"Well, I'll learn her how to meddle. And looky here -- you drop that school, you hear? I'll learn people to bring up a boy to put on airs over his own father and let on to be better'n what HE is. You lemme catch you fooling around that school again, you hear? Your mother couldn't read, and she couldn't write, nuther, before she died. None of the family couldn't before THEY died. I can't; and here you're a-swelling yourself up like this. I ain't the man to stand it -- you hear? Say, lemme hear you read."

I took up a book and begun something about General Washington and the wars. When I'd read about a half a minute, he fetched the book a whack with his hand and knocked it across the house. He says:

"It's so. You can do it. I had my doubts when you told me. Now looky here; you stop that putting on frills. I won't have it. I'll lay for you, my smarty; and if I catch you about that school I'll tan you good. First you know you'll get religion, too. I never see such a son.

He took up a little blue and yaller picture of some cows and a boy, and says:

"What's this?"

"It's something they give me for learning my lessons good."

He tore it up, and says:

"I'll give you something better -- I'll give you a cowhide.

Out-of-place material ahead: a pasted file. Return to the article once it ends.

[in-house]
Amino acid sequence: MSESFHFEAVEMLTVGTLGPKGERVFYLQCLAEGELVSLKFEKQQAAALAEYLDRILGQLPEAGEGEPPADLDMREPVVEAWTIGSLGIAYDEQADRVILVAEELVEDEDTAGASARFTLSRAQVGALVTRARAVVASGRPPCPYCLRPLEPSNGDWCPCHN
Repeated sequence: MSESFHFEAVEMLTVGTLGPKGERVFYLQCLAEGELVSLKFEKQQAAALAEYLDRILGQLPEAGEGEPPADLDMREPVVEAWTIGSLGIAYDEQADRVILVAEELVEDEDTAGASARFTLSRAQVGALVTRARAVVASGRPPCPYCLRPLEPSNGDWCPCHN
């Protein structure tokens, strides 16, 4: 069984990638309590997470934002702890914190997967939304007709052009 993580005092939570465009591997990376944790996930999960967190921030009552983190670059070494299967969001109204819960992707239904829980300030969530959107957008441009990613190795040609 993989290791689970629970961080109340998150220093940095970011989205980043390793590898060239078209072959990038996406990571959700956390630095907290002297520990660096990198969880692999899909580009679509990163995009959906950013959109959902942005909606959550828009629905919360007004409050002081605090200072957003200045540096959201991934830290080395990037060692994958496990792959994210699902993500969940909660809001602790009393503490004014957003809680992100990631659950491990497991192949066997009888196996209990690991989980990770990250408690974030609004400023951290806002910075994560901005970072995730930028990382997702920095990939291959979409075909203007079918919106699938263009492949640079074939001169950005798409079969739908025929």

He set there a-mumbling and a-growling a minute, and then he says:

"AIN'T you a sweet-scented dandy, though? A bed; and bedclothes; and a look'n'-glass; and a piece of carpet on the floor -- and your own father got to sleep with the hogs in the tanyard. I never see such a son. I bet I'll take some o' these frills out o' you before I'm done with you. Why, there ain't no end to your airs -- they say you're rich. Hey? -- how's that?"

"They lie -- that's how."

"Looky here -- mind how you talk to me; I'm astanding about all I can stand now -- so don't gimme no sass. I've been in town two days, and I hain't heard nothing but about you bein' rich. I heard about it away down the river, too. That's why I come. You git me that money to-morrow -- I want it."

"I hain't got no money."

"It's a lie. Judge Thatcher's got it. You git it. I want it."

"I hain't got no money, I tell you. You ask Judge Thatcher; he'll tell you the same."

"All right. I'll ask him; and I'll make him pungle, too, or I'll know the reason why. Say, how much you got in your pocket? I want it."

"I hain't got only a dollar, and I want that to --"